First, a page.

The Writer's Connection, SM
a publication of The Virtual Writing Coach SM
In This Issue:
2. Publisher's Note
3. Writing Humor
4. Getting into Action
The Writer's Connection explores the creative process of writing and the interplay between thoughts, feelings, and actions. We are an interactive community of authors and readers who share ideas to enhance our knowledge, skills, and experiences in writing fiction in any genre, but our emphasis remains mystery and suspense thrillers.
Published monthly, the Newsletter offers writing tips for authors, coaching suggestions, editing, and marketing information.
Topics are presented from the perspective of Keith Barton and represent only his ideas on producing your first manuscript, and are provided to the general public. Because we are an interactive community of writers, other viewpoints are welcomed and may be printed in future monthly newsletters with permission from Keith Barton.
2. Publisher's Note
Dear Writer's Connection Subscriber,
This month features information about writing humor.
3. Writing Humor (An Excerpt from Retirement from What?)
As I close on my third year of monthly newsletters for The Writer’s Connection I’m at a loss as to what to write at year-end which is a mixed blessing for many of us. For some, it’s a time of excitement and new beginnings: children with tired eyes walking around the Christmas tree in a daze; for others eyes filled with tears as we remember Christmas past and loved ones who filled our hearts now sorely departed. Rather than end on a somber note and in the interest of fighting writer’s block, I offer a short story about retirement which I hope you will find humorous and lift your spirits.
Retirement From What?
Don’t believe the crap that financial analysts tell you about having enough money to sit in hot tubs the rest of your lives overlooking a sunset high on Cialis. Madison Avenue has such a myopic view of the aging process and seniors are stereotyped as oversexed teenagers with nothing but time on their hands. I don’t know about you but I’m sick and tired of being told that I don’t have the brains to figure out what to do with my money, time, and relationships.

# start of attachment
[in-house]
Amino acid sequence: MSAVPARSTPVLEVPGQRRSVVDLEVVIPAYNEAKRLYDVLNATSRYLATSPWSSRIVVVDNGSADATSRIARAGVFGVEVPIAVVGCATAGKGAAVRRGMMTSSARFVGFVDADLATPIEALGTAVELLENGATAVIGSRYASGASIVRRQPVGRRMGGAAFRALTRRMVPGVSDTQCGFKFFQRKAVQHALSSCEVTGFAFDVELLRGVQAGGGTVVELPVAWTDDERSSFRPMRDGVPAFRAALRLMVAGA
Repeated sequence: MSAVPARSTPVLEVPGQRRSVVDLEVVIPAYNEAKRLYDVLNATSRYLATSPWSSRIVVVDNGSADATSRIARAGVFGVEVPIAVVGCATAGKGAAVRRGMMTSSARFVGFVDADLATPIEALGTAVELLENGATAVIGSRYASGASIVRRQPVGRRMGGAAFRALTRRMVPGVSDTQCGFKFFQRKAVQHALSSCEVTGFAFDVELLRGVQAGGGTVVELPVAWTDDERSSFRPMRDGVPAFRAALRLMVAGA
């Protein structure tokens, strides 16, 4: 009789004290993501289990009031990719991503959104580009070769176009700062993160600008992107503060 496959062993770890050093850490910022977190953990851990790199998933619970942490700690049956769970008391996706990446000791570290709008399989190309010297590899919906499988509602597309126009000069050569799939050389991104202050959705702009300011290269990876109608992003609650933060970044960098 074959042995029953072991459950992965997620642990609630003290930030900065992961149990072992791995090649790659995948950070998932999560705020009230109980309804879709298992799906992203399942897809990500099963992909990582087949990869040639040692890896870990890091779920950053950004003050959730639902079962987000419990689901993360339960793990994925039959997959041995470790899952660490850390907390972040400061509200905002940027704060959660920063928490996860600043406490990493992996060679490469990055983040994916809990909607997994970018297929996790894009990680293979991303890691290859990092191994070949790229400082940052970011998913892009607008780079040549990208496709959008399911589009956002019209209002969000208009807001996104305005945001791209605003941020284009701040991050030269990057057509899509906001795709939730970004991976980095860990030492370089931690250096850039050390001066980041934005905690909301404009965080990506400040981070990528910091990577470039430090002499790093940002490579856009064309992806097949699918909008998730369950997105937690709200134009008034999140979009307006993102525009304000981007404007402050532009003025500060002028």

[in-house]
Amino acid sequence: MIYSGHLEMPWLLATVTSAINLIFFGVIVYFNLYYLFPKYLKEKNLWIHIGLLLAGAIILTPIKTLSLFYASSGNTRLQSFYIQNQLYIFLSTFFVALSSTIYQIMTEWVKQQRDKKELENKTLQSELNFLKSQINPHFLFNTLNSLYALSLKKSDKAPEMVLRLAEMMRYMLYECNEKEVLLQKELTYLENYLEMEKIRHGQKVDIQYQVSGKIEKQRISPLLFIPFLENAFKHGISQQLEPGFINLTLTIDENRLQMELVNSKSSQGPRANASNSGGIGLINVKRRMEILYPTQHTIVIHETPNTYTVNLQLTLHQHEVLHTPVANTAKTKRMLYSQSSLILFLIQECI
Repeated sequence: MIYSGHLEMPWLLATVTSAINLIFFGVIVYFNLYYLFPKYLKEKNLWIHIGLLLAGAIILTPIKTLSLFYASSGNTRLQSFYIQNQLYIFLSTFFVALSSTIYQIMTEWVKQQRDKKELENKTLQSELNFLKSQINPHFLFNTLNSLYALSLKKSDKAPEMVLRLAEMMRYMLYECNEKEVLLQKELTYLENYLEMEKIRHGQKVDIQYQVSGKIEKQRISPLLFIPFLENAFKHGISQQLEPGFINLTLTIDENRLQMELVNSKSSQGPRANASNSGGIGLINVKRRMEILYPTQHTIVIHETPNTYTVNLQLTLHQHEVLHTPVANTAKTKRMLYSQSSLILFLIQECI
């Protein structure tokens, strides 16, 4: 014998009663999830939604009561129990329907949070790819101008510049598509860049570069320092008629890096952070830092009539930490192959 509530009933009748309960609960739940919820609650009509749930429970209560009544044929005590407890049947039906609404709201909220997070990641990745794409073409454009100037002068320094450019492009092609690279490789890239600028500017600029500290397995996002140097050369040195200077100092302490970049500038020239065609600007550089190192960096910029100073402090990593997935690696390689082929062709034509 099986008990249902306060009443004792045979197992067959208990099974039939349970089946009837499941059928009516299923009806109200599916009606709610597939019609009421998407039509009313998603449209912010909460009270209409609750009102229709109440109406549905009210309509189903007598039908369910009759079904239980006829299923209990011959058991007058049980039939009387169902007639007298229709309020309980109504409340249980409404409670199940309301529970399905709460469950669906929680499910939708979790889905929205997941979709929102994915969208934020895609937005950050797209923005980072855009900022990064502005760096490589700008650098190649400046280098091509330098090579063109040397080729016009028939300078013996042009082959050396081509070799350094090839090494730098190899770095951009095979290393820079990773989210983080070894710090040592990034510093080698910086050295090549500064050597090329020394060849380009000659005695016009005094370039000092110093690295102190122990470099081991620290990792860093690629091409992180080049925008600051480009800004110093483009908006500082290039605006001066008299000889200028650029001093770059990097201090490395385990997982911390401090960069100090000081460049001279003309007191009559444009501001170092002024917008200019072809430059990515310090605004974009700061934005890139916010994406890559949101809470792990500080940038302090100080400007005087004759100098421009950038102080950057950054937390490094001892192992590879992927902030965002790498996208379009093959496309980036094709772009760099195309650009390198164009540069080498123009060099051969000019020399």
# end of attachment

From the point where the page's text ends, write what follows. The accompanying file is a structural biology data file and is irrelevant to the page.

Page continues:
To listen to the drug companies, there’s a pill for every ailment. A right of passage is to have your own pill box to replace your MP3 player. Throw away your Glenn Miller and Tommy Dorsey CDs (the vinyls were tossed in a garage sale long ago). Today you are SENIOR, and PROUD of it. Take that handicapped sticker and display it proudly around your rearview mirror. Claim memory loss when you cut in front of someone in the checkout lane. Load your basket with six gallons of Blue Bell ice cream. To hell with the doctors who want you to monitor your cholesterol every six months. And by all means make sure you take your Metamucil. God forbid if your stools are hard as bricks and you become a modern medical miracle during your next bowel movement.
The opposite ads about seniors are just as nauseating. I’m reminded about the ARMY ads, BE ALL YOU CAN BE. We’ve got former presidents jumping out of airplanes, aging movie stars racing Formulae One cars, 70-year old studs seducing anything that moves, workout facilities in nursing homes (have you ever seen anyone on these machines?) Yes, the “I am Senior” mentality is equally ridiculous suggesting that we need not pay attention to our health and “throw caution to the wind.” My favorite commercial is the couple who pretend to have a bad connection on their cell phone as their son is trying to check on them and they’re in Vegas dressed to the nines and ready to party. They have this sheepish grin on their face as if they’re going to commit some immoral act on the strip.
So the question begs: Retire from what? For those of you who have done little with your life thus far and played it safe, chances are you will notice very little difference when you retire. Your life will continue in its own predictable way: coffee (decaf of course), paper, check your stock portfolio (if you have one), call a few friends over for pinochle, talk to the “grands” and go to Lubys for dinner. For those of you who enjoy intellectual pursuits you will continue to study, read, learn, and challenge your thinking. The old expression “use it or lose it” is true. Remember the anti-drug commercials, “This is your brain—this is your brain on drugs.” Well research has shown that the aging brain is the product of genetics, wiring, chemicals, and exercise. The frontal cortex, where learning takes place, continues to light up with bright reds and orange hues on fMRIs in seniors who engage in mental activity. For those who choose a more passive lifestyle, like curling up with the remote control, your brains might register a magenta color somewhere between unconsciousness and awakening.